Shareholder Thomas Orlando secured a win in the 9th Circuit for Travelers Property Casualty Company regarding the application of the insurer’s defective construction exclusion to a claim for damages incurred to an underground fuel storage tank.
A construction company and its subcontractor were contracted to build a fueling station in Oregon, and during the installation, the underground fuel storage tank was damaged when it floated due to inadequate ballast. The company filed a claim with Travelers, which denied coverage citing the faulty workmanship and construction exclusion in the builder’s risk policy.
In the original decision, the U.S. District Court for Idaho found that the insurance company’s exclusion was ambiguous and did not apply to the repair and reinstallation costs of the fueling station’s damaged tank.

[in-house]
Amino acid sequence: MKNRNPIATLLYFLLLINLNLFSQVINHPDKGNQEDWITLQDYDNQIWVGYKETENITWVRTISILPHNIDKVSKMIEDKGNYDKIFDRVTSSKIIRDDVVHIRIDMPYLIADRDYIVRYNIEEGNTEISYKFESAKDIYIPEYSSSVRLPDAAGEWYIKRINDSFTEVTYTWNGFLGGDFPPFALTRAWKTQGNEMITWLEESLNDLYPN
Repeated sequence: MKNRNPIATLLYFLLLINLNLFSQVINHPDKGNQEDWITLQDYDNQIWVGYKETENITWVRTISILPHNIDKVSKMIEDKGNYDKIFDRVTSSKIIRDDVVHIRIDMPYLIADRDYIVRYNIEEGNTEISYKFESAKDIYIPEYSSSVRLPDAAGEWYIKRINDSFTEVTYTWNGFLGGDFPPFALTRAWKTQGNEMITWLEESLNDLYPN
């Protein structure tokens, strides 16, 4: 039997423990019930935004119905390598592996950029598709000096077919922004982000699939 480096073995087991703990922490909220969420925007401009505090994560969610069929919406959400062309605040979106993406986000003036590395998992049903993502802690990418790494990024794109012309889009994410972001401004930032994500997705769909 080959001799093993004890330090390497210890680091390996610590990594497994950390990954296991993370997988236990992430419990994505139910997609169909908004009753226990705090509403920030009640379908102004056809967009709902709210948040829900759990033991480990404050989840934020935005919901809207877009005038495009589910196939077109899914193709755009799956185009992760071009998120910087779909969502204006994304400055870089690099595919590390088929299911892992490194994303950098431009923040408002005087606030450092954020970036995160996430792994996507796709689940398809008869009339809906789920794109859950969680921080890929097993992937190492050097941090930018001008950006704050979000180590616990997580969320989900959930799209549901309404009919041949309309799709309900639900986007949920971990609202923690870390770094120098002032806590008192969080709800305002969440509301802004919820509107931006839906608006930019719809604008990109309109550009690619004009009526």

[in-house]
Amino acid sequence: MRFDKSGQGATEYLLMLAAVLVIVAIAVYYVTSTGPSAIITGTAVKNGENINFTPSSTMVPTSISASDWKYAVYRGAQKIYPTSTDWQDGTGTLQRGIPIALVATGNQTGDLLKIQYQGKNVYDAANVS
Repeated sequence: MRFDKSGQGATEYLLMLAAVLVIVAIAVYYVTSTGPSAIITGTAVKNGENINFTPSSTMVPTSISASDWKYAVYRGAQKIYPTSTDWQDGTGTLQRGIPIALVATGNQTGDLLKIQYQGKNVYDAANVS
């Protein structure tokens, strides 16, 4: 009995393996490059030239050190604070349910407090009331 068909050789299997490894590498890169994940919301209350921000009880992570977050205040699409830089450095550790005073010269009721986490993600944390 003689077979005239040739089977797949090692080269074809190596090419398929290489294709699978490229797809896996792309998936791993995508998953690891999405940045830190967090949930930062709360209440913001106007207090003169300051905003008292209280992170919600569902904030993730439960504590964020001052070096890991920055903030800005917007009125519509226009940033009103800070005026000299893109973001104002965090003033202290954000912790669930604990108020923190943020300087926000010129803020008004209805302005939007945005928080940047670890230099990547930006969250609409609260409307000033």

In the 9th U.S. Circuit Court of Appeals, Tom argued that the phrase “defective construction” was not ambiguous and was wrongly interpreted as a flaw of a finished product instead of the project’s process. The 9th Circuit agreed that “’construction’ carries an unambiguous, process-oriented meaning in the Exclusion.”
The three-judge panel remanded the case for further proceedings.
Read more about the case in Law360 (subscription required) and Business Insurance.
Thomas Orlando concentrates his practice in insurance and appellate law.